Obviously there are some situations where you may have a car seat waiting for you at your destination, but if you don’t, it’s not a good idea to assume you can rent one with your rental cars. Rental car seats are notorious for being unclean, having missing manuals, and being poorly fitting (like requiring you to put a 2-year-old in a booster, or a baby under age 1 forward facing, both of which are incredibly unsafe). Also, and most important, their history is unknown. They may look fine from the outside, but if they’ve been in a car accident and there are microfractures in the seat material or cracks in the frame that you can’t see, they can be incredibly dangerous. They are equally, if not more, dangerous if you have to install without a manual and the installation isn’t correct.
4. Checking your car seat is not safe.
I know we all assume that gate checking is somewhat safer than checking luggage, but if these videos are any evidence, that’s not really the case. If you check your car seat not in its original box, there’s no way to know if it was thrown or dropped, fell from a great height, or is otherwise damaged. Car seats may look fine to the naked eye, but that doesn’t mean they can hold up in an accident.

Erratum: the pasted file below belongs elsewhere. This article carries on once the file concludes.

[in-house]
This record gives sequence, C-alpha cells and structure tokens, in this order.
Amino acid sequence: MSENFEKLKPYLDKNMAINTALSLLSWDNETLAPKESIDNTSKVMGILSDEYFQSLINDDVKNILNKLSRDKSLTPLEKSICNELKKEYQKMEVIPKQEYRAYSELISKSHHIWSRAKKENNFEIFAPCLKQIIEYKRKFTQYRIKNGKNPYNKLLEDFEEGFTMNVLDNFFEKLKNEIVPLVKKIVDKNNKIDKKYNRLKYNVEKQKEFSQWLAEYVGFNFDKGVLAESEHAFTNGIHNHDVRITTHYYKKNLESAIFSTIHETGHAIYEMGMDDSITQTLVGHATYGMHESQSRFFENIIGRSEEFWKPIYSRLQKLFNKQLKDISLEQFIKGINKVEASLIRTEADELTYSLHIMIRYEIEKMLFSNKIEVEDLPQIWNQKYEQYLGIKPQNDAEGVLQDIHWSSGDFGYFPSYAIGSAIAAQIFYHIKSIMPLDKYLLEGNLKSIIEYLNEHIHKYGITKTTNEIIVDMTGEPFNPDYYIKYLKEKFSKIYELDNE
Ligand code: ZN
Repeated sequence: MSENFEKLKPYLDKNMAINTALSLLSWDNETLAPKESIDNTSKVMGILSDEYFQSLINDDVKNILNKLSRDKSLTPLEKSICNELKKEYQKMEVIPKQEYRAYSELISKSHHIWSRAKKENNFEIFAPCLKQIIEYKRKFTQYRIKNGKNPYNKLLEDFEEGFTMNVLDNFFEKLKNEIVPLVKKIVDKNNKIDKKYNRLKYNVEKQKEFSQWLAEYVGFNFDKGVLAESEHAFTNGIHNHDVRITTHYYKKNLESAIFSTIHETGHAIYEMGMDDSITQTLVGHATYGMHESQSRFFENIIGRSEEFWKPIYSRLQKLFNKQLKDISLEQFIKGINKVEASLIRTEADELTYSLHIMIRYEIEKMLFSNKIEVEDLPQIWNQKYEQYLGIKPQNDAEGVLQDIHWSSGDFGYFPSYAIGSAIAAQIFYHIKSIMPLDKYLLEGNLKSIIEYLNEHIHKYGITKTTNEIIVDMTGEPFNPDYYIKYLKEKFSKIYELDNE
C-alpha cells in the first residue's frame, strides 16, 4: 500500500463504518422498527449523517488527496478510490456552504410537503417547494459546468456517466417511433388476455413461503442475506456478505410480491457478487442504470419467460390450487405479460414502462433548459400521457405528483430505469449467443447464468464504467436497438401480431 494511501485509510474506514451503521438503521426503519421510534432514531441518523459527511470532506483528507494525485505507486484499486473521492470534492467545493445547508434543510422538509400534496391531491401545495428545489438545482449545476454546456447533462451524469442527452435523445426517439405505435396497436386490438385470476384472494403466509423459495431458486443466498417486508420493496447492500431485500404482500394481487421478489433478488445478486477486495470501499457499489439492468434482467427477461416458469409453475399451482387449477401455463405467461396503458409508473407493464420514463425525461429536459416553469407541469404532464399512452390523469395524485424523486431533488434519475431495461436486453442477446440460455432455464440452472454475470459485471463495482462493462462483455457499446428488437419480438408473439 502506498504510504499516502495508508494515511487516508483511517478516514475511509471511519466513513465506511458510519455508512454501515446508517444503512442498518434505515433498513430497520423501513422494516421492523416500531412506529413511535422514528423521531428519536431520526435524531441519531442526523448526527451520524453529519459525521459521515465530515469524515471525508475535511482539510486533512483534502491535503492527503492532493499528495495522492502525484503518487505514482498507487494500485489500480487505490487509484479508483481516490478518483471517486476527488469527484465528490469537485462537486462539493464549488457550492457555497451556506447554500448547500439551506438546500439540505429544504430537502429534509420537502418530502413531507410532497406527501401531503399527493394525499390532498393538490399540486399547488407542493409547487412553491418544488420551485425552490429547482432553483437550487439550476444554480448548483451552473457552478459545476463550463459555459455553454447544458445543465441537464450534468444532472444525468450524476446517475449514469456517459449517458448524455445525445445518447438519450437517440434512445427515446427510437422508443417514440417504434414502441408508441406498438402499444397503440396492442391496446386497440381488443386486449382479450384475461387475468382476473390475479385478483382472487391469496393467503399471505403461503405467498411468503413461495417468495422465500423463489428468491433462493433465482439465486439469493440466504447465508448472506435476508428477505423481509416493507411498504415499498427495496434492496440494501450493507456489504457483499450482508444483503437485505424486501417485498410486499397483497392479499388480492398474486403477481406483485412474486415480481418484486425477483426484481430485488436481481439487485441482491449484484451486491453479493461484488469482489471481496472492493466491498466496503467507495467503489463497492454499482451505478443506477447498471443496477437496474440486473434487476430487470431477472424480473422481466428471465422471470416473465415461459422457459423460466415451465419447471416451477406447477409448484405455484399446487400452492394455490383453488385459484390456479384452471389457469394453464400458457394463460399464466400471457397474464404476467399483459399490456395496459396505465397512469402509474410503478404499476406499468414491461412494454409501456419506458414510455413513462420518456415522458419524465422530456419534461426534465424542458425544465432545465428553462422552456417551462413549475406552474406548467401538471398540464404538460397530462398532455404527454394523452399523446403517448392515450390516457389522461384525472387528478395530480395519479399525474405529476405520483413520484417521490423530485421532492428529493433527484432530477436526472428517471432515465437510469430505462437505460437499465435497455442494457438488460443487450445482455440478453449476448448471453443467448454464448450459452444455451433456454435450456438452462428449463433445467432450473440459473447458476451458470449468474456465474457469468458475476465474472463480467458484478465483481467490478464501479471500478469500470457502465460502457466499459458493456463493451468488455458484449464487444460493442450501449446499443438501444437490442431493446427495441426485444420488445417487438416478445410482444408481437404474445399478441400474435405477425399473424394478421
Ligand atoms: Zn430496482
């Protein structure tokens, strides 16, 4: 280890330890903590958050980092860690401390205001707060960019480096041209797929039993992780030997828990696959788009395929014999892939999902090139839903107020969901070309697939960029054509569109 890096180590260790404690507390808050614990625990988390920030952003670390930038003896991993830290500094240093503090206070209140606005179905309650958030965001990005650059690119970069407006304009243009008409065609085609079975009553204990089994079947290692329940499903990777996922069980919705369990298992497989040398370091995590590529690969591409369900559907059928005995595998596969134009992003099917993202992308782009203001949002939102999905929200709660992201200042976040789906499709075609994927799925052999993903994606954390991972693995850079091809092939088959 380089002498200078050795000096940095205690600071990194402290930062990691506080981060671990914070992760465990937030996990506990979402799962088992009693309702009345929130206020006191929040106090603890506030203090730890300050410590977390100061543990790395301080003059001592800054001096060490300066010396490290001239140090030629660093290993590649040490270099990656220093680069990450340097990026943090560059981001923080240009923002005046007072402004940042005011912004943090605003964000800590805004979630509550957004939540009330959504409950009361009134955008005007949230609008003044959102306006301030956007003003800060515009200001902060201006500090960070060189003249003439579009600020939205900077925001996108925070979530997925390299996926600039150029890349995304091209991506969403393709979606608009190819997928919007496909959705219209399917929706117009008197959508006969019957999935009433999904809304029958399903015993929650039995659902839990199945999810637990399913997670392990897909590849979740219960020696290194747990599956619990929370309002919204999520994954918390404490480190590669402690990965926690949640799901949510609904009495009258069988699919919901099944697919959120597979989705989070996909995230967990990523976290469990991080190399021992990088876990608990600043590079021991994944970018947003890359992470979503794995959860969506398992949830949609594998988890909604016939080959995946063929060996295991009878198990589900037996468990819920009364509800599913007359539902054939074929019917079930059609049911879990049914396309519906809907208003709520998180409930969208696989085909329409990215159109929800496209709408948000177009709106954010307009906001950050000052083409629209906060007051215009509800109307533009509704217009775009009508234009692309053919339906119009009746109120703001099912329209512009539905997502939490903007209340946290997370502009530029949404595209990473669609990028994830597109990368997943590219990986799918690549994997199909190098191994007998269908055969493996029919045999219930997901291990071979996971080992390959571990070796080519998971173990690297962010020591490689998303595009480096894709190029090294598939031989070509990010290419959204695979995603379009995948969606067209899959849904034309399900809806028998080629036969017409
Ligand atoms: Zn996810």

5. It’s easier to contain your child in a seat.
This is definitely my least solid reason and probably falls more into the opinion zone, which I am happy to admit. Holding a wiggly baby or toddler on your lap is hard. It’s hard on you, it’s hard on them, it’s hard on your neighbors. Buckling yourself into a seat and buckling your baby into their own, familiar car seat is a good signal that you’re both going to be sitting still for a while and that crawling or running around isn’t an option. That doesn’t mean it’s easier to parent them or that they’ll be quiet and happy, but they’re easier to contain, which isn’t nothing.
If you’re still not convinced, do a quick test that was recommended by a friend of mine who is a commercial pilot for a very large airline (and who is opposed to lap children on planes): Have someone drive a car while you ride in the backseat holding a bag of flour (please wear your seatbelt). Have the driver go 25-30mph, and without warning, slam on the breaks. After you clean up the flour from your backseat, consider that that is simply the force of a plane coming to an abrupt stop while taxiing. Now imagine how much faster and more severe that would be in an emergency or crash landing.
I know that it’s hard to imagine swallowing the cost of an extra ticket or skipping out on trips due to the price — truly, I do, because I’ve done both now — but it’s the best decision for you, your baby, and everyone else on your flight. Please think twice before holding your baby on a flight, and please buy them their own seat or stay on the ground.